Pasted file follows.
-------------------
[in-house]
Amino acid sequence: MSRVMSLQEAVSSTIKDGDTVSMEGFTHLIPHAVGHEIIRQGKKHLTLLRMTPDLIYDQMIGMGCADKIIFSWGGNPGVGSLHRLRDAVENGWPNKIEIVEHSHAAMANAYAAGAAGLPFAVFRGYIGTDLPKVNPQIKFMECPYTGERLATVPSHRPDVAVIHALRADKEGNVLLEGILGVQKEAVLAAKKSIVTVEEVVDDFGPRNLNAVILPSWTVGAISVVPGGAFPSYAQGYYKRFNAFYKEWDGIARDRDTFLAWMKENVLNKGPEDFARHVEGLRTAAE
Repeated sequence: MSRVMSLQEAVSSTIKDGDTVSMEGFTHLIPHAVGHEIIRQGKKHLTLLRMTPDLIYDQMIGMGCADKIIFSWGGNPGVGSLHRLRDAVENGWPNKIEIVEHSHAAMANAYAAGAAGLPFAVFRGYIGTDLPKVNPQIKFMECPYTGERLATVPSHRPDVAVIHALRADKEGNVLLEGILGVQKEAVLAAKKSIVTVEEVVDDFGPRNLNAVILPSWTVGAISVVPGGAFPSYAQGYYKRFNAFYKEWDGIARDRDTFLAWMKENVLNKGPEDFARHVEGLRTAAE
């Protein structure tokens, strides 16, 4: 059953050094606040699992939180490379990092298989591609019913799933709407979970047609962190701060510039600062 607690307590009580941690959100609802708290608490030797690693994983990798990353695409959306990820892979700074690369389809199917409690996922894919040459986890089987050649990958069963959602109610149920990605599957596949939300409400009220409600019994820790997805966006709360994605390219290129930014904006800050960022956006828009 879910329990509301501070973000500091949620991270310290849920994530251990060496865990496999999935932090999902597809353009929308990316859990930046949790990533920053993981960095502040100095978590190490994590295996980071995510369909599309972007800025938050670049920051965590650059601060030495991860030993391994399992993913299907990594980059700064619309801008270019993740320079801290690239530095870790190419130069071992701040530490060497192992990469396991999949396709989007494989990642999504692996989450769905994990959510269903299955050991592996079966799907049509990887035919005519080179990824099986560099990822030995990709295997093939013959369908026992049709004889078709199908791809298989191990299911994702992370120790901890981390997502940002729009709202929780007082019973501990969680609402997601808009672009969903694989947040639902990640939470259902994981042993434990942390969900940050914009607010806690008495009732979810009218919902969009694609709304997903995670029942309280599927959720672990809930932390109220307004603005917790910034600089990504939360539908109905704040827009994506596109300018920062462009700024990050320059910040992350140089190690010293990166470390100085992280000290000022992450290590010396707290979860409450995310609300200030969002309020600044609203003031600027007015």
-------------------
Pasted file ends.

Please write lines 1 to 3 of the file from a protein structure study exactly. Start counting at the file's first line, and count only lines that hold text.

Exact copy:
[in-house]
Amino acid sequence: MSRVMSLQEAVSSTIKDGDTVSMEGFTHLIPHAVGHEIIRQGKKHLTLLRMTPDLIYDQMIGMGCADKIIFSWGGNPGVGSLHRLRDAVENGWPNKIEIVEHSHAAMANAYAAGAAGLPFAVFRGYIGTDLPKVNPQIKFMECPYTGERLATVPSHRPDVAVIHALRADKEGNVLLEGILGVQKEAVLAAKKSIVTVEEVVDDFGPRNLNAVILPSWTVGAISVVPGGAFPSYAQGYYKRFNAFYKEWDGIARDRDTFLAWMKENVLNKGPEDFARHVEGLRTAAE
Repeated sequence: MSRVMSLQEAVSSTIKDGDTVSMEGFTHLIPHAVGHEIIRQGKKHLTLLRMTPDLIYDQMIGMGCADKIIFSWGGNPGVGSLHRLRDAVENGWPNKIEIVEHSHAAMANAYAAGAAGLPFAVFRGYIGTDLPKVNPQIKFMECPYTGERLATVPSHRPDVAVIHALRADKEGNVLLEGILGVQKEAVLAAKKSIVTVEEVVDDFGPRNLNAVILPSWTVGAISVVPGGAFPSYAQGYYKRFNAFYKEWDGIARDRDTFLAWMKENVLNKGPEDFARHVEGLRTAAE